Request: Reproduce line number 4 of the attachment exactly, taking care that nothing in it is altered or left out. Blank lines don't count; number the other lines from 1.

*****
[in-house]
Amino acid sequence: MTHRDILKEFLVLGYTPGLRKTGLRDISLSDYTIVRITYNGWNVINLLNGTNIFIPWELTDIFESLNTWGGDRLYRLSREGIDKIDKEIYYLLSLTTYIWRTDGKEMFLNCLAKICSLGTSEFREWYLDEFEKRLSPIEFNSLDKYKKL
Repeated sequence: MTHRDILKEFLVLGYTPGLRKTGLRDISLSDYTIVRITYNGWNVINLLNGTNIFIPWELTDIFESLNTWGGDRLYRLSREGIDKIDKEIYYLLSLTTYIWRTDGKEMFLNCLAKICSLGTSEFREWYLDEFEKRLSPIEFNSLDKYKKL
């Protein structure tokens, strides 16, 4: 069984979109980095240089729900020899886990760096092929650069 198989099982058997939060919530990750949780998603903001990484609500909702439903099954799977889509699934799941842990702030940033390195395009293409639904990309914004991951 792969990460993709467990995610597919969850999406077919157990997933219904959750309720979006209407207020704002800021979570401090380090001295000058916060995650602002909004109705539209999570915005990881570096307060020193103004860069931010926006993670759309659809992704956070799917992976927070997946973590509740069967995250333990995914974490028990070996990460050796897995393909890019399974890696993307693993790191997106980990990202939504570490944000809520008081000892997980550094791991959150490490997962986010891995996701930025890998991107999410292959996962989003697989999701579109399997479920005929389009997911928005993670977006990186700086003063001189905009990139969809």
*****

């Protein structure tokens, strides 16, 4: 069984979109980095240089729900020899886990760096092929650069 198989099982058997939060919530990750949780998603903001990484609500909702439903099954799977889509699934799941842990702030940033390195395009293409639904990309914004991951 792969990460993709467990995610597919969850999406077919157990997933219904959750309720979006209407207020704002800021979570401090380090001295000058916060995650602002909004109705539209999570915005990881570096307060020193103004860069931010926006993670759309659809992704956070799917992976927070997946973590509740069967995250333990995914974490028990070996990460050796897995393909890019399974890696993307693993790191997106980990990202939504570490944000809520008081000892997980550094791991959150490490997962986010891995996701930025890998991107999410292959996962989003697989999701579109399997479920005929389009997911928005993670977006990186700086003063001189905009990139969809």